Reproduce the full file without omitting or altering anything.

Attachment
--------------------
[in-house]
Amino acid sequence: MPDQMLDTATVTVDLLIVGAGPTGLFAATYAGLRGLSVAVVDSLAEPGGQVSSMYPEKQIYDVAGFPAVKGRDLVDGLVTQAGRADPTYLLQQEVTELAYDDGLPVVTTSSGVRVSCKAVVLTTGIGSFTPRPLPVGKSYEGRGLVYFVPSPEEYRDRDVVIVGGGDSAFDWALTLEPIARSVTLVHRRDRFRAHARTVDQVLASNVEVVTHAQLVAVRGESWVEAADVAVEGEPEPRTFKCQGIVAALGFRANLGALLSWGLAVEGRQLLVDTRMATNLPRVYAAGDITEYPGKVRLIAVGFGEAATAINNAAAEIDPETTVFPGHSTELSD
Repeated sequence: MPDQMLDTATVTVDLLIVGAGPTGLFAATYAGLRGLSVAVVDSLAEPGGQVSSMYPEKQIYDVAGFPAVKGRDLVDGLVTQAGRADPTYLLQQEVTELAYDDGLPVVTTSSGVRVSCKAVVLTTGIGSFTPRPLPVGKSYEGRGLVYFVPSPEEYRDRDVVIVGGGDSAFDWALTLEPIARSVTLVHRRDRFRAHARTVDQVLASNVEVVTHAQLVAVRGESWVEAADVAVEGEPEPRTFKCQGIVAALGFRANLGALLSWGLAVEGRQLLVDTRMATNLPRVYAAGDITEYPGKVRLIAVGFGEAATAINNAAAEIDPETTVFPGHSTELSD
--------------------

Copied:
[in-house]
Amino acid sequence: MPDQMLDTATVTVDLLIVGAGPTGLFAATYAGLRGLSVAVVDSLAEPGGQVSSMYPEKQIYDVAGFPAVKGRDLVDGLVTQAGRADPTYLLQQEVTELAYDDGLPVVTTSSGVRVSCKAVVLTTGIGSFTPRPLPVGKSYEGRGLVYFVPSPEEYRDRDVVIVGGGDSAFDWALTLEPIARSVTLVHRRDRFRAHARTVDQVLASNVEVVTHAQLVAVRGESWVEAADVAVEGEPEPRTFKCQGIVAALGFRANLGALLSWGLAVEGRQLLVDTRMATNLPRVYAAGDITEYPGKVRLIAVGFGEAATAINNAAAEIDPETTVFPGHSTELSD
Repeated sequence: MPDQMLDTATVTVDLLIVGAGPTGLFAATYAGLRGLSVAVVDSLAEPGGQVSSMYPEKQIYDVAGFPAVKGRDLVDGLVTQAGRADPTYLLQQEVTELAYDDGLPVVTTSSGVRVSCKAVVLTTGIGSFTPRPLPVGKSYEGRGLVYFVPSPEEYRDRDVVIVGGGDSAFDWALTLEPIARSVTLVHRRDRFRAHARTVDQVLASNVEVVTHAQLVAVRGESWVEAADVAVEGEPEPRTFKCQGIVAALGFRANLGALLSWGLAVEGRQLLVDTRMATNLPRVYAAGDITEYPGKVRLIAVGFGEAATAINNAAAEIDPETTVFPGHSTELSD